“From that opposition and false proportionality springs all narrow-mindedness, all inner unreality, if not all sanctimoniousness and powerlessness.”

This is a unique sort of Christian dualism that honors itself as the heights of spirituality and biblical fidelity, and no wonder many Christians don’t know that the Romans Road isn’t finished after evangelism.

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Every Thumb's Width

Deadness Also Smells Like Death

As is usually the case, there are ranges on a spectrum when it comes to the question of whether believers should speak and live in such a way that unbelievers would be attracted to the gospel of Christ.

There is one side—usually driven by the Bible and theology, even Reformed, Calvinistic doctrines such as the depravity of man and the need for irresistible grace—of those who argue that Christians and the gospel cannot be attractive to sinners and therefore any attempt to make ourselves winsome is naive at best and probably actually dangerous, you know, slippery slope and all.

On the other side—sometimes driven by the apparent callousness and unloving nature of the Bible-theology folks, and/or sometimes driven by the apparent gravity of Jesus demonstrated in the Gospels—are those who maintain that Christians and the gospel can be attractive to sinners and therefore any refusal to make ourselves winsome is at best immature and probably actually ungodly.

I am a truth guy. I think the Bible is the ultimate standard. My wife and I named our only son Calvin. I have served my time in very man-centered churches and can see with my eyes how compromised much of the Christian message is today because of those who try to win the world by being like it. One of my favorite books ever is Ashamed of the Gospel by John MacArthur, and I read it at a time when I was first learning the doctrines of grace. His book gave me categories to resist pragmatism along with the heroic narrative and quotability of Charles Spurgeon.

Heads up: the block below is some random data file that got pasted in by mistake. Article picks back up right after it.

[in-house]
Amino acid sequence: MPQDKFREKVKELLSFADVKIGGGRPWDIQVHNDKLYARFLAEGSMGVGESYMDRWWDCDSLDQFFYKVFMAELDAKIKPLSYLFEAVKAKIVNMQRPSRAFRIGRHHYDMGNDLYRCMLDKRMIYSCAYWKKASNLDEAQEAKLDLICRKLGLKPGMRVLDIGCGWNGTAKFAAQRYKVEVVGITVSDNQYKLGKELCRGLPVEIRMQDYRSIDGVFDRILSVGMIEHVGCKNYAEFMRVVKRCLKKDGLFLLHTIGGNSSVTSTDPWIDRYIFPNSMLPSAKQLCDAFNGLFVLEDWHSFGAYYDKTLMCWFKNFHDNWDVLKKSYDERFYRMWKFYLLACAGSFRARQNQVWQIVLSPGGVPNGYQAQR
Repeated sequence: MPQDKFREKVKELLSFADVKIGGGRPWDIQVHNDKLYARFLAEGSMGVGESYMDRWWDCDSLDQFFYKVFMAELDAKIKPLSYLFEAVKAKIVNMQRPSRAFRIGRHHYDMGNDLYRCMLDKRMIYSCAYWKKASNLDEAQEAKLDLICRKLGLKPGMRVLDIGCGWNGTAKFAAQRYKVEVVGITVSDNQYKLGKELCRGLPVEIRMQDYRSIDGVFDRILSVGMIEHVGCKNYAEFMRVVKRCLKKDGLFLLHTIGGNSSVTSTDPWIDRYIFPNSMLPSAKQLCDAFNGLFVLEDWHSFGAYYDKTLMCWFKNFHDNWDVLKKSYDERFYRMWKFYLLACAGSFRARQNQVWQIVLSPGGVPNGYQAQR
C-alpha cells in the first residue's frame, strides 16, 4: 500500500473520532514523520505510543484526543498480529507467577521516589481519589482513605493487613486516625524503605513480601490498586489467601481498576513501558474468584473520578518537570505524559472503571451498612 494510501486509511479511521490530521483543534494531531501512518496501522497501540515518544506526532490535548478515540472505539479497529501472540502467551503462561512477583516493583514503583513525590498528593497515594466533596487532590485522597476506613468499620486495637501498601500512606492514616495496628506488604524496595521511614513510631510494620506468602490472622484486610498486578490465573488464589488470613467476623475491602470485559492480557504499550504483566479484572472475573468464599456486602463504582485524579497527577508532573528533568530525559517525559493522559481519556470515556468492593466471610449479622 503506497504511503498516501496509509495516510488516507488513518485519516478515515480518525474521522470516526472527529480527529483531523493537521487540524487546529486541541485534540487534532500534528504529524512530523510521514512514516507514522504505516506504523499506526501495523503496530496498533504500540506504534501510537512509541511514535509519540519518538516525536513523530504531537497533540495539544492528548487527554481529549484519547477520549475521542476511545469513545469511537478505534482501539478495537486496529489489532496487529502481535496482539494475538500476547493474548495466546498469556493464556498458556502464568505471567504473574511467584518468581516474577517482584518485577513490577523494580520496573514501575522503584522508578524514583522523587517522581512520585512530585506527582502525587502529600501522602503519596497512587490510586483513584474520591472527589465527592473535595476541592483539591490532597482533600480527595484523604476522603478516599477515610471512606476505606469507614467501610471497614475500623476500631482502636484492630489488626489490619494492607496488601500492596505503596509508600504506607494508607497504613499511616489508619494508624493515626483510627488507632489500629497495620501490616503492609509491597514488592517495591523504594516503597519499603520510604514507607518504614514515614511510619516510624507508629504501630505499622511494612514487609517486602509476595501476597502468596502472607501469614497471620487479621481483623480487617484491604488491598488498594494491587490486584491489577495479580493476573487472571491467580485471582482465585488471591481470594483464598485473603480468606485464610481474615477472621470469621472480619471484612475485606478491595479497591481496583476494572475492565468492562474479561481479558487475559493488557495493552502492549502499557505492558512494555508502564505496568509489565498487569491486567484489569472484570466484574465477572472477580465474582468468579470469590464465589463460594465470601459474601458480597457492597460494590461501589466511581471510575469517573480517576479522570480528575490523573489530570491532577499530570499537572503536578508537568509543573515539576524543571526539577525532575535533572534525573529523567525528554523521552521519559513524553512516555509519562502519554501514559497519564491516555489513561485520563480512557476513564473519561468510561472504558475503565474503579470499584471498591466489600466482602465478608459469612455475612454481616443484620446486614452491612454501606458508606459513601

However, Solomon said it was worth gaining wisdom in order to increase persuasiveness of speech (Proverbs 16:21; 16:23). Wisdom works to be winsome. Paul told the Cretan slaves that they should “adorn the doctrine of God our Savior“ in their behavior (Titus 2:10), not on their book selling tours. Adorning makes it look good, appealing, desirable. Paul also said that “we are the aroma of Christ to God among those who are being saved and among those who are perishing, to one a fragrance from death to death, to the other a fragrance from life to life” (2 Corinthians 5:15-16). Speaking about Christ and living lives for Christ is a smell, detestable to some and delightful to others. Don’t we want it to be delightful? And when does the delightful, life to life part start? Only after a man believes, or as God’s Spirit is sovereignly drawing him to believe?

Of course if no one can hate what we’re doing, we may be seeking the wrong kind of attractiveness. Do not be ashamed of the gospel, and don’t be conformed to this world. But if no one wants what we have, we may be an ungodly sort of unattractive. Life can smell like death to the dead, but deadness also smells like death to the dead.